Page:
Yes, we are here!

In times like these our hobbies become lifesavers. At GAS ENGINE MAGAZINE and FARM COLLECTOR, we have been tracking down the most interesting and rare vintage farm machines and collections for more than 80 years combined! That includes researching and sourcing the best books on collectibles available anywhere. Our online store is open and we are here to answer any questions you might have. Our customer service staff is available Monday through Friday from 8a.m.-5p.m. CDT. We can be reached at 1-800-888-9098 or by email. Stay safe!


| January/February 2000

  • 2 HP Witte headless hit and miss gas engine

  • Old steel-wheeled cart

  • Old steel-wheeled cart

  • 2 HP Witte headless hit and miss gas engine
  • Old steel-wheeled cart
  • Old steel-wheeled cart

HCR-61 Box 70M Capon Bridge, West Virginia 2671I

This is a 2 HP Witte headless hit and miss gas engine, serial number 60400, made in 1922. It belonged to my grandfather; I can remember him starting it for us when I was young. I acquired it from my parents in summer 1998, and it was to be my first restoration project. Since it was my grandfather's, I was really looking forward to getting it restored and hearing it run again.

I started by looking it over to see what was missing and what other parts I was going to need to restore it. All that was missing was the gas tank and a grease cup. I ordered these parts from Starbolt Engine Supplies, along with a spark plug and some new wire. I checked the magneto and realized that it was going to have to be rebuilt, since it had a very weak spark. I ended up sending it to Mark's Magneto Service in Lisbon, Connecticut, whom I found in the classifieds in GEM.

I proceeded by taking it completely apart, where I found the valves badly worn and unusable. The exhaust lever had also been broken. My brother-in-law, Randy Gochenour, who runs a machine shop in Virginia, did all the machine work that was needed. He found two valves in his shop with the same diameter shaft and head size which, after some cutting on the metal lathe, were made to match the old ones. He also redid the valve guides and valve seats, repaired the exhaust lever, and replaced the wornout studs in the carburetor housing.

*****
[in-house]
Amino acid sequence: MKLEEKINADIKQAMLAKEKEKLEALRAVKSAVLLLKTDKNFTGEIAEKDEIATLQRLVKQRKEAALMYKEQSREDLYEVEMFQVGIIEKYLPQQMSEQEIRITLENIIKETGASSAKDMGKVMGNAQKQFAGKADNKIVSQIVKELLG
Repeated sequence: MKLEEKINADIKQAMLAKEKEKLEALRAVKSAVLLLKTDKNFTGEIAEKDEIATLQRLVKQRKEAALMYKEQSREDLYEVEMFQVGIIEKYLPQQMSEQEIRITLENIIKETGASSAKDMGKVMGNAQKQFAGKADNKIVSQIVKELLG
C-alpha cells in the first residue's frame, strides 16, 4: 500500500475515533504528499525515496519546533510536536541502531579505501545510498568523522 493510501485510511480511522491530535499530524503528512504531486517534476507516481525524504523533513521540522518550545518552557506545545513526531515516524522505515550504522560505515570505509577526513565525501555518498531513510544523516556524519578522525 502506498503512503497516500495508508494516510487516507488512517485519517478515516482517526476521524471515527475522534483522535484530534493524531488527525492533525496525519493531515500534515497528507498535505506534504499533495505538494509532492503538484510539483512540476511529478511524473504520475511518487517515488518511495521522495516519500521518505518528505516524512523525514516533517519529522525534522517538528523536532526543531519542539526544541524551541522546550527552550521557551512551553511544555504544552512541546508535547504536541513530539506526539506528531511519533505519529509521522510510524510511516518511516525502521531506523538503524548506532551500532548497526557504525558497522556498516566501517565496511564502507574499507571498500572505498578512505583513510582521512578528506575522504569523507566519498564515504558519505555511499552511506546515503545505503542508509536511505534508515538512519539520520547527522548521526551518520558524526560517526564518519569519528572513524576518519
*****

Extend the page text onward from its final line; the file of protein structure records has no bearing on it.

The original skids were still on the engine but were too bad to be used, so I made new ones from a 4'x4' that I cut down to the original size. Then I bought an old steel-wheeled cart from a friend at work and tore it down and refinished it. I sandblasted all the metal and primed and painted it. The wood was sanded down and stained, then finished with five coats of 'Clear Shield,' which makes any grease or oil that gets on it easy to wipe off. Next, I sprayed the engine with two coats of primer and several coats of Dupont Forest-Green #5204 enamel, which was the closest to the original color.

Finally, I made new gaskets for the carburetor, main bearing caps, and the oiler, put it back together with the rebuilt magneto, and bolted it to the cart. It started after a few pulls of the flywheels. After some minor governor adjustments it sat there and ran the way it used to when my grandfather would start it for us years ago.


Gas Engine Magazine A_M 16Gas Engine Magazine is your best source for tractor and stationary gas engine information.  Subscribe and connect with more than 23,000 other gas engine collectors and build your knowledge, share your passion and search for parts, in the publication written by and for gas engine enthusiasts! Gas Engine Magazine brings you: restoration stories, company histories, and technical advice. Plus our Flywheel Forum column helps answer your engine inquiries!

Facebook YouTube


click me